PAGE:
The future of travel: Supersonic jets, electric air taxis and beyond

The future of travel is evolving beyond simple transportation from Point A to Point B. It's about reimagining how we interact with the world itself in a way that merges time, efficiency, and environmental concerns.

"How we move around literally shapes the streets and spaces we inhabit," observed Dylan Jones, principal and mobility lab director at Gensler, the world's leading architectural firm.

The horizon of travel is dotted with breakthrough technologies reshaping our urban landscapes, skies, and railways. A transformation is imminent.

Joby Aviation's head of product, Eric Allison, shared his vision: "We think that this new form of mobility really has the potential to fulfill that dream of kind of freedom and mobility."

Joby Aviation

Companies like Boom Supersonic are highlighting this change with their Overture Aircraft, designed to travel oceans at mach speed: Miami to London in under five hours and New York to London in just three and a half. Notably, airline giants American Airlines and United have already purchased these planes with long term plans to possibly add them into their fleets.

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Airports are evolving too. Detroit Metropolitan boasts a parallel reality board using facial recognition to customize flight details for travelers. At Carrasco International Airport in Uruguay, biometric scanners have made fumbling for travel documents a thing of the past. Meanwhile, Emirates introduced the world to their robot check-in assistant, combining facial recognition with passport scans and guide passengers through terminals.

Remember the flying cars from The Jetsons in 1962? 2023 might be the year that once-fictional dream nudges closer to reality. 


Supersonic jet promises travel from London to New York in half an hour

There’s been a lot of news lately about faster air travel with the release of a bevy of plans for supersonic jets.  

Electric air taxis

Electrical Vertical Takeoff and Landing Aircraft (eVTOL) could soon bring in the era of electric air taxis globally. Eric Allison highlighted, "The flexibility of vertical takeoff and landing like a helicopter, but you have the efficiency of an airplane," he added. The company also recently announced plans to manufacture hundreds of aircraft in Ohio. It will locate its first scaled manufacturing facility at a 140-acre site at Dayton International Airport.

With the FAA's recent approval, Joby Aviation's test flights of its electric air taxi are set to take off.

Such aircraft could move passengers at 200 mph to designated skyports where either a car awaits or, if nearby, a short walk completes the journey. The vision? They say it would cost about as much as taking an Uber Black.

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Transportation hubs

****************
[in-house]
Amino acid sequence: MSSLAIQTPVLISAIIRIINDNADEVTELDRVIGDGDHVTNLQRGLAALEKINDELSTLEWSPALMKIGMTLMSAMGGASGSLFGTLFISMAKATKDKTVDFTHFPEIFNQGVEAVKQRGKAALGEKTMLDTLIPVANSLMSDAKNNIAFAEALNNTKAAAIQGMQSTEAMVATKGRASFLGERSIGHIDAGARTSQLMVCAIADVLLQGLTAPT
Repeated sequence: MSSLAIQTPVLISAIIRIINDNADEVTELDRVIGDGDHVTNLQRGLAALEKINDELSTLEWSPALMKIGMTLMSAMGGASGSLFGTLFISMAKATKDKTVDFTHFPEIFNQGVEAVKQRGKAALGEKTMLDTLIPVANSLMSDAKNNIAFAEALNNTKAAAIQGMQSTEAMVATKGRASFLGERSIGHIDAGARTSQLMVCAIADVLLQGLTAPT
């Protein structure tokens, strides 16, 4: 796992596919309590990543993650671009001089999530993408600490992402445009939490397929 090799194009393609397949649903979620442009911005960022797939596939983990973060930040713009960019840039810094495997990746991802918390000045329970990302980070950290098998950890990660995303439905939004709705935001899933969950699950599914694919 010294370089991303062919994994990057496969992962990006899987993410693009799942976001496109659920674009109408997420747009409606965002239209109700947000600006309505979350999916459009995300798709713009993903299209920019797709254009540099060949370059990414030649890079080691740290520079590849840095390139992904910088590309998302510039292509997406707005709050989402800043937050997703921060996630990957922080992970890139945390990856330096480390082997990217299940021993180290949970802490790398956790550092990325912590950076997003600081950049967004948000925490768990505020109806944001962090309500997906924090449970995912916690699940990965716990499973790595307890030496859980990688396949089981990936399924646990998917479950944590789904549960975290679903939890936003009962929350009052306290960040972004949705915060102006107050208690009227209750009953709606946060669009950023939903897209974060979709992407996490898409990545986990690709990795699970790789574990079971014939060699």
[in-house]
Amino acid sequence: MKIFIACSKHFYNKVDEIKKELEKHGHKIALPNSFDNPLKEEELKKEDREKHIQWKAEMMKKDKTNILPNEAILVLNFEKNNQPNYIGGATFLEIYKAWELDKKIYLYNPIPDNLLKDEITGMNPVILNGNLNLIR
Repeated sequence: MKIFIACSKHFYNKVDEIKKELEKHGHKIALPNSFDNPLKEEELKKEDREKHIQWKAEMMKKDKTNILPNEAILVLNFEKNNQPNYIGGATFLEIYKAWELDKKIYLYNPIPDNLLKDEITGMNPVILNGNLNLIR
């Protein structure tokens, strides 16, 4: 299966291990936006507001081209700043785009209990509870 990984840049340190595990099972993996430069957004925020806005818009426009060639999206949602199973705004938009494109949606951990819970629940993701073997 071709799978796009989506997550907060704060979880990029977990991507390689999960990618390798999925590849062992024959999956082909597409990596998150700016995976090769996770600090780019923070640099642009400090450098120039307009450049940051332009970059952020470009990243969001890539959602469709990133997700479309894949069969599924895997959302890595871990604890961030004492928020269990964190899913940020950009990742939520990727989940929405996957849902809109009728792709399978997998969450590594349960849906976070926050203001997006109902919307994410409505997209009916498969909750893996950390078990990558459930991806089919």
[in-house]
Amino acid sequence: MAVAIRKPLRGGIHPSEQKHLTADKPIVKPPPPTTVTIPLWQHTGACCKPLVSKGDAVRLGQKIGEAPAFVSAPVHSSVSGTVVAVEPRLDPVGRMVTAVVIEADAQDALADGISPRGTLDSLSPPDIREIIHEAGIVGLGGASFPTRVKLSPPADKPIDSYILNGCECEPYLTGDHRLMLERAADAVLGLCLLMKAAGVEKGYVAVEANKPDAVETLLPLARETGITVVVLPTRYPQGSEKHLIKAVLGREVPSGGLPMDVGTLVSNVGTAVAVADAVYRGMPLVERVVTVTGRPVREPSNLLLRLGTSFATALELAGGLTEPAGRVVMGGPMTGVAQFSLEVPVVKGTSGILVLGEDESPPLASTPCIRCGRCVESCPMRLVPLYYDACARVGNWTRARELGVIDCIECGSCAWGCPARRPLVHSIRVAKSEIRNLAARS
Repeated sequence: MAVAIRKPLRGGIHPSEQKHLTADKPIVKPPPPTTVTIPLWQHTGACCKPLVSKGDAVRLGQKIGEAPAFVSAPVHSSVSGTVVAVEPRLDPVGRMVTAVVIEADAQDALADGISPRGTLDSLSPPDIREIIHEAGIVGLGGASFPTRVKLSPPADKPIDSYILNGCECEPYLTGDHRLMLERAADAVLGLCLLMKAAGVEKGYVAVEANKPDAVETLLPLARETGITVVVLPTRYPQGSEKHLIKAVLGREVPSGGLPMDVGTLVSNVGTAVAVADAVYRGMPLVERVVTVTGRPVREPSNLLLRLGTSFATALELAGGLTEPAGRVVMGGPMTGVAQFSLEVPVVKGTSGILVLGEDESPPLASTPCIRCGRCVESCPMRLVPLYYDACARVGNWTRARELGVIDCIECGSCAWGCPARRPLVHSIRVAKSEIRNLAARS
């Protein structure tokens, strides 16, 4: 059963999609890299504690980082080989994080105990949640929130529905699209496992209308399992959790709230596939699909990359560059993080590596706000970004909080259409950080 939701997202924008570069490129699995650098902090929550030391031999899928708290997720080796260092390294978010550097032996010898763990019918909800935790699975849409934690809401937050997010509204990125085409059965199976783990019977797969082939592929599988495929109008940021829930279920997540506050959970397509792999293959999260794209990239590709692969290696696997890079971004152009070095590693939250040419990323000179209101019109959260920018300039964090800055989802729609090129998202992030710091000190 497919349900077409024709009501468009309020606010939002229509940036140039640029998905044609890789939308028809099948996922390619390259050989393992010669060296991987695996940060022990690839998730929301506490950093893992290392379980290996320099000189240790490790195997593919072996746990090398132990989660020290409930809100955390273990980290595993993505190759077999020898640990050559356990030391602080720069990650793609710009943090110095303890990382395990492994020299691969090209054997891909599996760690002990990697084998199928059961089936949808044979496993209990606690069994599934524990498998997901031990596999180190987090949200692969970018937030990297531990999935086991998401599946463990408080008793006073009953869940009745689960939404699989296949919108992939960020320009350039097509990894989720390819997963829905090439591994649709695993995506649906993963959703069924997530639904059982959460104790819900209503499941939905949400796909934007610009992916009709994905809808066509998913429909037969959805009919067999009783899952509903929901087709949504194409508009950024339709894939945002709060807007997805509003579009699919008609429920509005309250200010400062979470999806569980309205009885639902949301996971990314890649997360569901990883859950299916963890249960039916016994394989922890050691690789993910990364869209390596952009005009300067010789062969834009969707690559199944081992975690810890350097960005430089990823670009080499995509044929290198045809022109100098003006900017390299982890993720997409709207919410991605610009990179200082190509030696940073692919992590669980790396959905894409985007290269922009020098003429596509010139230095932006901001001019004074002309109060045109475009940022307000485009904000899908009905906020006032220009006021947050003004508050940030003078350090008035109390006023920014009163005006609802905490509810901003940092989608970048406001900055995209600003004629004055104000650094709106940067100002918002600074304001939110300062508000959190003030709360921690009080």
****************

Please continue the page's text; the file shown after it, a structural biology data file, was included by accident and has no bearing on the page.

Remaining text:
"You probably won't have to think about it, you'll be able to just get to where you want to go, get there fast, not be stuck in traffic. That's the vision of the future," Allison said.

Dylan Jones, from Gensler's innovative Mobility Lab, says it may be closer than you might think.

Joby Aviation

"As architects and designers, you know, we appreciate looking further out, but then trying to bring it back and saying, 'Okay, if this is going to be real, how does it really happen?'" he said.

In New York City, Gensler is already sketching out the blueprint for Terminal One at JFK and a platform for Uber's aerial rideshare vision.

These hubs will integrate multiple modes of transportation, enabling seamless connections from the skies to the ground.

"Community hubs where somebody might fly in from an airport or from a suburb, or from a distant, you know, school, and connect with the local buses and subway systems and, and rideshare and micromobility that's on the ground, you know, leaving the car behind," Jones said.

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Joby Aviation

High-speed travel

The future of travel also extends to our rails. High-speed rail projects are sprouting across the U.S., from Florida to Texas to California.

Robert Yaro, president of North Atlantic Rail Alliance, commented, "This country is coming to its senses and there's going to be **,** and we'll be building high-speed rail routes in a dozen places across the country," he said.

Their ambitious plan? A $100-billion high-speed railway connecting New York and Boston, slashing current travel times by over 60%. A proposal that could secure seed money in the recent Infrastructure Bill. It will still face mountains of red tape and bureaucracy, but recently received bi-partisan support in Congress.

So, picture this: a morning commute from Boston to New York via air taxi. Upon landing, facial scans expedite security. For some, robot assistants provide guidance. Those journeying further board supersonic jets, reaching global destinations by evening.

Truly, a ticket to a groundbreaking era in travel is within reach.